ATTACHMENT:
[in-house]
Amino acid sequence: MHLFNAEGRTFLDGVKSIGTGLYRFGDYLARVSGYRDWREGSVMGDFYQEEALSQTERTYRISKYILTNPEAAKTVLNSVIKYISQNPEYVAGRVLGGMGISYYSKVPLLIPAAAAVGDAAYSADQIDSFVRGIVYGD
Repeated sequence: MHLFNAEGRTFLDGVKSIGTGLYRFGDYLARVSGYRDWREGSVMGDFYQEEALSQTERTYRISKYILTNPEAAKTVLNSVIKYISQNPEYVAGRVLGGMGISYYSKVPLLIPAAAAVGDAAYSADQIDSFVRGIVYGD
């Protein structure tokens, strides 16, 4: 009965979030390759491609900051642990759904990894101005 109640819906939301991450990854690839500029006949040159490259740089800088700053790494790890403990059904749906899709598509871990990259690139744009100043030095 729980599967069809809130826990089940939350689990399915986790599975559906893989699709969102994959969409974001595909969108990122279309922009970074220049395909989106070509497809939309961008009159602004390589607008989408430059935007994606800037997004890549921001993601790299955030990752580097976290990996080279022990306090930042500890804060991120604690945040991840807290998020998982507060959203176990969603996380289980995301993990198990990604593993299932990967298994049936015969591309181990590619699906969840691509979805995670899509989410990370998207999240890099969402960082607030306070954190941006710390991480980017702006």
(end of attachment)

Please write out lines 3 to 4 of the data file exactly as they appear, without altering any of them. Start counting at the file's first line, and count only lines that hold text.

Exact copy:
Repeated sequence: MHLFNAEGRTFLDGVKSIGTGLYRFGDYLARVSGYRDWREGSVMGDFYQEEALSQTERTYRISKYILTNPEAAKTVLNSVIKYISQNPEYVAGRVLGGMGISYYSKVPLLIPAAAAVGDAAYSADQIDSFVRGIVYGD
């Protein structure tokens, strides 16, 4: 009965979030390759491609900051642990759904990894101005 109640819906939301991450990854690839500029006949040159490259740089800088700053790494790890403990059904749906899709598509871990990259690139744009100043030095 729980599967069809809130826990089940939350689990399915986790599975559906893989699709969102994959969409974001595909969108990122279309922009970074220049395909989106070509497809939309961008009159602004390589607008989408430059935007994606800037997004890549921001993601790299955030990752580097976290990996080279022990306090930042500890804060991120604690945040991840807290998020998982507060959203176990969603996380289980995301993990198990990604593993299932990967298994049936015969591309181990590619699906969840691509979805995670899509989410990370998207999240890099969402960082607030306070954190941006710390991480980017702006």